Thursday 17 September 2015

American feedsack quilts and fabrics.....

The imagination of stitcher's never ceases to amaze me.  The history of hundreds of years ago
with the making quilts to keep them warm and cosy and clothes and toys for children.  Thanks to those pioneers of the day we get to have wonderful quilts and things we love and value still ! Samplers to learn ABC's all these utility items to them are of great wonder and decorative value to us.  I wonder sometimes how they would feel if they could see what we all cherish and collect today. How much a quilt can cost now that to them was made with scraps and for survival of the cold.

Have many of you heard of these? feedsack quilts, clothes and rag dolls......

The feedsack  history in farming and later stitching, started 1800's, when dry goods such as food staples, grain, seed, and animal feed were packed for transportation and storage in tins, boxes, and
wooden barrels. This was not an a great method of storage as tin would rust and the hand made boxes and barrels leaked and were damaged easily. They were large, heavy and difficult to transport. Manufacturers had  to find another method, but didn’t consider the cloth bags of homespun linen used by the farmer to store goods for use in the home because the hand sewn seams would not hold in heavy use.

 This changed in 1846 with the invention of the sewing machine, which made it possible to sew double locking seams strong enough to hold the contents of a bag.
Feedsacks were initially made of heavy canvas, and were used to obtain flour, sugar, meal, grain, salt and feed from the mills. They were reusable, with the farmer bringing an empty sack stamped with his mark or brand to the mill to be filled. That did not last long because of the farmers wives who discovered other uses for them.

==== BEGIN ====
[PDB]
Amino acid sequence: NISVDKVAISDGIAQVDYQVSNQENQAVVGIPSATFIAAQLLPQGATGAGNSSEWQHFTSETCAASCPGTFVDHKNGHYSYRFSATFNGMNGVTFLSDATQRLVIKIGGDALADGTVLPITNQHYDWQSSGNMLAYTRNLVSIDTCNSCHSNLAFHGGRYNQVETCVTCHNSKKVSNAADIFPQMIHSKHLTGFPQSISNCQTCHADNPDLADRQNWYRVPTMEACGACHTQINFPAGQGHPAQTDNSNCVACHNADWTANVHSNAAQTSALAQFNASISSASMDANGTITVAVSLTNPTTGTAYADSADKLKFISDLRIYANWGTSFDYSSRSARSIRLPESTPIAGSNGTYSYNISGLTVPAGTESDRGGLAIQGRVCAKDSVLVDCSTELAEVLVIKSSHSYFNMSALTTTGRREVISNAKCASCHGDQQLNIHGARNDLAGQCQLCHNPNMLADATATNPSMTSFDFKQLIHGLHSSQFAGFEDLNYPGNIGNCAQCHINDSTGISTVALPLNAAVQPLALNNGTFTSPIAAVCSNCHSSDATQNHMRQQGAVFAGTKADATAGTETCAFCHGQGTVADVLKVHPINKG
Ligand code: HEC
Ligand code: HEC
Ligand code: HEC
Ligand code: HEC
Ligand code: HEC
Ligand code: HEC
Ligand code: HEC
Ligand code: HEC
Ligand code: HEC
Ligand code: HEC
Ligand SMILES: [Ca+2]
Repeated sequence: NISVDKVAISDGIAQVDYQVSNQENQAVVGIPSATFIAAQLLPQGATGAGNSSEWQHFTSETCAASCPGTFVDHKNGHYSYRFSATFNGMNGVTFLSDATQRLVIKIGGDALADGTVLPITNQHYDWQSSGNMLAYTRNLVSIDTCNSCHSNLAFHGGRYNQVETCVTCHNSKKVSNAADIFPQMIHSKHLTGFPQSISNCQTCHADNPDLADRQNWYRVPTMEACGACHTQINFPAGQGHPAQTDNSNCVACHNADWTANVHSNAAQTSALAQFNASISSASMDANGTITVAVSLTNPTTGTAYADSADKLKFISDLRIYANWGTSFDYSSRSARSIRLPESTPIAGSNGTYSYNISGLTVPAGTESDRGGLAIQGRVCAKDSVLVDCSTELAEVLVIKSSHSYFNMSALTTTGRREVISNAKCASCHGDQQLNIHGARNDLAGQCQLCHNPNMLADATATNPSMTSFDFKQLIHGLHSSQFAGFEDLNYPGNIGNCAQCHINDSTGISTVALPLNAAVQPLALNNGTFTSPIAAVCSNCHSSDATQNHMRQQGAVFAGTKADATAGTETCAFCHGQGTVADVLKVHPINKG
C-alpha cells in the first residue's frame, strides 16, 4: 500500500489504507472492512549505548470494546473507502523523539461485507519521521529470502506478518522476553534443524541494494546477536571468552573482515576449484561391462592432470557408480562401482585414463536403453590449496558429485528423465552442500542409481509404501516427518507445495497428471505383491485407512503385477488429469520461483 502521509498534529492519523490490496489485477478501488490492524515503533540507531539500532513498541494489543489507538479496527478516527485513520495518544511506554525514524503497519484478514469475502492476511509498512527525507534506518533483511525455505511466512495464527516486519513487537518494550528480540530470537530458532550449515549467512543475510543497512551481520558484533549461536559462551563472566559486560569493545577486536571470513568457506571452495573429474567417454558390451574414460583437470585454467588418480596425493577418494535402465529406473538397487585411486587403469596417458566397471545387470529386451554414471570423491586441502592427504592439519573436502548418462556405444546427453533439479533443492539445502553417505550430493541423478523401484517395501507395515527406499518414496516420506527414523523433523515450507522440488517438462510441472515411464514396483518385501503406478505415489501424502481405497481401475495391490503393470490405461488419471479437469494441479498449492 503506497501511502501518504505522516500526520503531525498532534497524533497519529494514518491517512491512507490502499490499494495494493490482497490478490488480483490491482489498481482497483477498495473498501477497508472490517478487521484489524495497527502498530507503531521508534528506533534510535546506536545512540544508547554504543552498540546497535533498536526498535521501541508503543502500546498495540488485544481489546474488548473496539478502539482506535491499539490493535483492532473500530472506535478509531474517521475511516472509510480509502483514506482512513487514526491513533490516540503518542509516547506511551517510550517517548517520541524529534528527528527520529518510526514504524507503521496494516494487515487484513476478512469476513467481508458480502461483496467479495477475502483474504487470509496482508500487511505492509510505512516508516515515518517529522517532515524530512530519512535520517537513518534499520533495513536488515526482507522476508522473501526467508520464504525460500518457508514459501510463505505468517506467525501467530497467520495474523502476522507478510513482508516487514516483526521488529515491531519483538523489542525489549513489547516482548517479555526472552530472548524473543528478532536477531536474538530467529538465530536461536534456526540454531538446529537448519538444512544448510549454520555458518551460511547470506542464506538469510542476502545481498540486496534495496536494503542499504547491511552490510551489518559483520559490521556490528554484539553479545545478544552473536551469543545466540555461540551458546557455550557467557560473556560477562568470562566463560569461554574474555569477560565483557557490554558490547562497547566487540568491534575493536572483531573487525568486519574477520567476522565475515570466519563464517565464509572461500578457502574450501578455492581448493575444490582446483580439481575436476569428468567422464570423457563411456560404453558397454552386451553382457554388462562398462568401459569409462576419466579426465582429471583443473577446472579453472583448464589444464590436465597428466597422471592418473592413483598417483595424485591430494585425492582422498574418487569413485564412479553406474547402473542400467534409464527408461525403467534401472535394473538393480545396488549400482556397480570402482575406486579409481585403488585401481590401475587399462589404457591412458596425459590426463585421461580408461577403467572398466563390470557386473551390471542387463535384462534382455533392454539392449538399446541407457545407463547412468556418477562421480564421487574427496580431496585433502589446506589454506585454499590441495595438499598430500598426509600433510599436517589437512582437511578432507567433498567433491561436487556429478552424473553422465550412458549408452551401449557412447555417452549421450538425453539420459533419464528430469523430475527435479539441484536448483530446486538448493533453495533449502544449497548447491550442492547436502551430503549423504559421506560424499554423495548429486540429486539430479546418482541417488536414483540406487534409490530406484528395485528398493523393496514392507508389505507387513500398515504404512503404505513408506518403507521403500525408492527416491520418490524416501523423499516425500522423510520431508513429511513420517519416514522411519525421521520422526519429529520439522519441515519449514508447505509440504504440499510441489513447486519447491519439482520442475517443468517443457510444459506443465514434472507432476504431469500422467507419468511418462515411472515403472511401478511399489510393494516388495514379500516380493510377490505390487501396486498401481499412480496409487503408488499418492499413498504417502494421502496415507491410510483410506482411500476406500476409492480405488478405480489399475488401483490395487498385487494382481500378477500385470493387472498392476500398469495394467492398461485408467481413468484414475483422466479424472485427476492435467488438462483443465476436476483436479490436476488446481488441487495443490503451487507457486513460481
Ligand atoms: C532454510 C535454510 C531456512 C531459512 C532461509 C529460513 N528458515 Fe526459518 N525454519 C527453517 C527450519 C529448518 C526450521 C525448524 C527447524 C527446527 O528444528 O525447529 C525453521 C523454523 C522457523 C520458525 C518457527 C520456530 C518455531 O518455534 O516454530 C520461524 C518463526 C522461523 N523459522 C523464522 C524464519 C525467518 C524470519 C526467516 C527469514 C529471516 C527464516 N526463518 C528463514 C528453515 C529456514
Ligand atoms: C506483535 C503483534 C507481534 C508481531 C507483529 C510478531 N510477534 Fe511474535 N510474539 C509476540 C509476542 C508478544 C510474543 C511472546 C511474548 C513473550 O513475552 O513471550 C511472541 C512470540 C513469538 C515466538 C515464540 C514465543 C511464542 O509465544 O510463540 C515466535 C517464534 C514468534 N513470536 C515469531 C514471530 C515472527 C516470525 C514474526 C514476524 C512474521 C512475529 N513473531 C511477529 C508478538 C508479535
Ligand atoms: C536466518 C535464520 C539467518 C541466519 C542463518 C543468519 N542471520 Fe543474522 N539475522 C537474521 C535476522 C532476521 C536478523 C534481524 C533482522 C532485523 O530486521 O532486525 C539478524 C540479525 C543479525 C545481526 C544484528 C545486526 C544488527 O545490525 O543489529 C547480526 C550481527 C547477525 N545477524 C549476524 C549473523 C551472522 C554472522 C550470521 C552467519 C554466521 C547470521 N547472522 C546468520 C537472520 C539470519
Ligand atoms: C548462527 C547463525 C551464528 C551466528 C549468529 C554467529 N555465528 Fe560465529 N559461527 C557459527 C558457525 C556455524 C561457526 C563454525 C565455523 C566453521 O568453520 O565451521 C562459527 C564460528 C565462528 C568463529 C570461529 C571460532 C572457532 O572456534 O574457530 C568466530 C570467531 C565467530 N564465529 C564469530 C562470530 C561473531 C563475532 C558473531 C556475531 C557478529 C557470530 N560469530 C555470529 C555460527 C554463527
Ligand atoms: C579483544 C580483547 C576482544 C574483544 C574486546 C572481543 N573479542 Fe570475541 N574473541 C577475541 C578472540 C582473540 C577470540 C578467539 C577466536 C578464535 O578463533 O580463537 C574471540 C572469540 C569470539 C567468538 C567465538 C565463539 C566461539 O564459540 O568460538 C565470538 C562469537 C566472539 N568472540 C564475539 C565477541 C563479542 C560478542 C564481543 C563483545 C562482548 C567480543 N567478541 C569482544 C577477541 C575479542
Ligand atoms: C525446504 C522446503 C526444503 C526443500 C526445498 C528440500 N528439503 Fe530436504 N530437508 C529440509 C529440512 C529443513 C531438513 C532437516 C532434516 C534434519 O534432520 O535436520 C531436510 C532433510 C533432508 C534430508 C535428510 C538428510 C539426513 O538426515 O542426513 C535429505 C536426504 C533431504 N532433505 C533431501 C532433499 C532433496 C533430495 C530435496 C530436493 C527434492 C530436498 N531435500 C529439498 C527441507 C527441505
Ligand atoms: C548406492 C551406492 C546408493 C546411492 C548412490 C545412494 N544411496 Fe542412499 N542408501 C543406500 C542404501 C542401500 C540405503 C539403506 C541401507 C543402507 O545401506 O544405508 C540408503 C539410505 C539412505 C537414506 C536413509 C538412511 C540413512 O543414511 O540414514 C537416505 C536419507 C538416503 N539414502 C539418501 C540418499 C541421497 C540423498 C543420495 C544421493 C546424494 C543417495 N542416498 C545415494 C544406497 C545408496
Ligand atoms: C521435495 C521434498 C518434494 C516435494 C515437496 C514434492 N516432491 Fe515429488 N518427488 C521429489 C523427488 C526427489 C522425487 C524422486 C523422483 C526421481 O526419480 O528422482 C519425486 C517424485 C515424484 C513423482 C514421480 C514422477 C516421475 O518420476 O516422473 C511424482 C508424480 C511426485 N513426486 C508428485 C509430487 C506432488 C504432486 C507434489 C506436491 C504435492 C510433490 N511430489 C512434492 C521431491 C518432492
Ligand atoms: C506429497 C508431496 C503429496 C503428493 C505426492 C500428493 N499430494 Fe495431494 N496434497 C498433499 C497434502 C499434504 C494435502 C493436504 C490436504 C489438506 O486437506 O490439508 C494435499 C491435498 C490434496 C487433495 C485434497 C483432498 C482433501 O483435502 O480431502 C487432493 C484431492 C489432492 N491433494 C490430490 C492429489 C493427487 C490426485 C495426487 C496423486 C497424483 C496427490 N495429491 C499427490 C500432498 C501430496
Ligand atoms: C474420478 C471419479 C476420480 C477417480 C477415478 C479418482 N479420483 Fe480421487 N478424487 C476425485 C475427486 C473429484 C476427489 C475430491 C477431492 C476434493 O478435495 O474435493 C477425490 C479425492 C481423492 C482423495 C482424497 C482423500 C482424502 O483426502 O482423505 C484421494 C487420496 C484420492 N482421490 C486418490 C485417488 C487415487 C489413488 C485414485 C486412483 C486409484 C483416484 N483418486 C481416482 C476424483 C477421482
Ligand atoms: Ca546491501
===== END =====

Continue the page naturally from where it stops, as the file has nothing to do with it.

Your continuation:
The clever and inventive farmers wife quickly discovered that this cotton bag was a great source of utilitarian fabric to be used for dish cloths, baby nappies, nightgowns and other household uses including quilts and dresses and clothes for children. Manufacturers decided to take advantage of this and started offering sacks in various prints and solid colour.  It took two or three sacks to make a dress for example and of course the farmers wives would make sure the farmer bought the same ones so that they could make such garments.  It worked well for the manufactures and of course for the stitching ladies too.

Magazines and pattern companies of the day started to see the feedsack popularity and took advantage of the prints on them to produce patterns for people to follow.  In addition there were ideas and instructions for using the strings from the sacks for knitting and crochet.  Interestingly by 1942 figures showed that three million women ad children were wearing a feedbag garment or children were still playing with rag dolls from them as well.  The popularity continued into the 1960's where it seems to have died out.

The manufactures of the sack started to compete with each other for business by printed more and more beautiful patterns on them including Disney prints as well such as Alice in Wonderland and Mickey Mouse for children.

Quilt making with them also became popular as well.  The Amish are now the only people who seem to use feedsacks for dry goods still today but I feel it is a real shame.

This is a fascinating history for me and I hope you have enjoyed your read today.  I would love to hear what any of you think about this and if indeed you have heard of this piece of history before.

I have enjoyed looking into the history, I love learning and getting knowledge of stitchery in any form.  Well I am off to my stitchery now.  I have to take some photos of my vintage goodies later today to do the show and tell tomorrow.  Have a great day and Happy Stitching!


  1. These are great, wonderful post. You have a lovely blog. :)

  2. Thank you Linda! It is lovely when someone tells you that what you are writing is interesting.. Thank you for such a great compliment.